For Those Who Like to ‘Tangle’ with Politics and Media Bias
Isaac Saul, the founder of Tangle, joins host T.J. O’Hara on Deconstructed to talk about Tangle and media bias. Mr. Saul is an experienced political reporter and an accomplished journalist. In 2016, he was named by Yahoo News as one of the 16 people whose writing shaped the 2016 election, and in 2020, Forbes Magazine recognized him as one of the 1,000 “upstart entrepreneurs redefining the American dream.” His newsletter and podcast, Tangle, is an independent, ad-free, subscriber-supported newsletter that provides balanced insights into major political issues in an effort to combat media bias.
Mr. Saul suggests that most political reporting today has a slant, lacks context, lacks transparency, and fails to answer fundamental questions that readers want to know. That paradigm drove him to create Tangle.
He describes Tangle and the format that separates it from the pack. It covers the biggest political news story of the day in a unique way – by providing a range of excellent sources from the Left, Right, and Center so that readers can form a more informed opinion. He also includes a section called “My Take” that allows him to provide his own, unfiltered thoughts on the issue not to convince, but to distill the facts in a less argumentative way.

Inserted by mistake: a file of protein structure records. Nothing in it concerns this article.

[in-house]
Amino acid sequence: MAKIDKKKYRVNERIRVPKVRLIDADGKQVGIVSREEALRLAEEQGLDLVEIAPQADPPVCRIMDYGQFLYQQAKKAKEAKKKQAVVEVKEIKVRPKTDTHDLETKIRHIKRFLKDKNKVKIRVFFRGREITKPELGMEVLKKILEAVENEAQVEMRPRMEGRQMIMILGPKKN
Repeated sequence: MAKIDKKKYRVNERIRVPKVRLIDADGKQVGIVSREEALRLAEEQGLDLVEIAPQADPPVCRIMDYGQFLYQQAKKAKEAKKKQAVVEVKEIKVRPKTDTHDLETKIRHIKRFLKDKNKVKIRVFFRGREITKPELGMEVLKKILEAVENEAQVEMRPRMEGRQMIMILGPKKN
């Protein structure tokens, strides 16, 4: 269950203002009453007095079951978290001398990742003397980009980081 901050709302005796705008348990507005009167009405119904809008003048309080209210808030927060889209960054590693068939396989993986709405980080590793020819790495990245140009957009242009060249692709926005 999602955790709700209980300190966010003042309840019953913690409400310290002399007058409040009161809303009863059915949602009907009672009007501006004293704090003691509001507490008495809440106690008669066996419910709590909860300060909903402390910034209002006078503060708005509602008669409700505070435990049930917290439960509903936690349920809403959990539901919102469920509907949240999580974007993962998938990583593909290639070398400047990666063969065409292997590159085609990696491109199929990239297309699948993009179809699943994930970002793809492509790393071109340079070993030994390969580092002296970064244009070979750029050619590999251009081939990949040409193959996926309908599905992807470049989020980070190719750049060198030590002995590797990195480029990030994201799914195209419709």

Tangle’s uniqueness doesn’t stop there. It also has sections that answer readers’ questions, “A story that matters” that covers a major story that’s being drowned out by media clickbait, a “Numbers” section that shares the most interesting numeric data from the last 24 hours, and a feel-good story under “Have a nice day” to “wash it all down” as Mr. Saul likes to describe it – all in about a 10-15 minute “read” because he knows your time is valuable.
Does Mr. Saul occasionally make a mistake? Of course, but he posts corrections at the very top of the page on the very next day. When was the last time you saw a publication do that?
T.J. then begins asking questions about a particular article about media bias that Mr. Saul wrote. The two explore whether the media is as biased as people like to suggest and, if so, what impact it has.
Mr. Saul describes elements of bias that exist and what may have fostered them. Some are systemic and have been embedded in the field of journalism for years. However, some are far more recent and have been enflamed by our Nation’s expanding political divide. He provides a recent and disturbing example of how two of the most elite newspapers shaped the exact same story in ways that might make one suspect they were describing two different incidents on two different planets. It offers a glaring example of why single-source news can lead to wildly skewed thinking.
If you see value in responsible journalism, you will see value in Tangle. Listen to the interview and then visit the website to begin to experience what political journalism should be.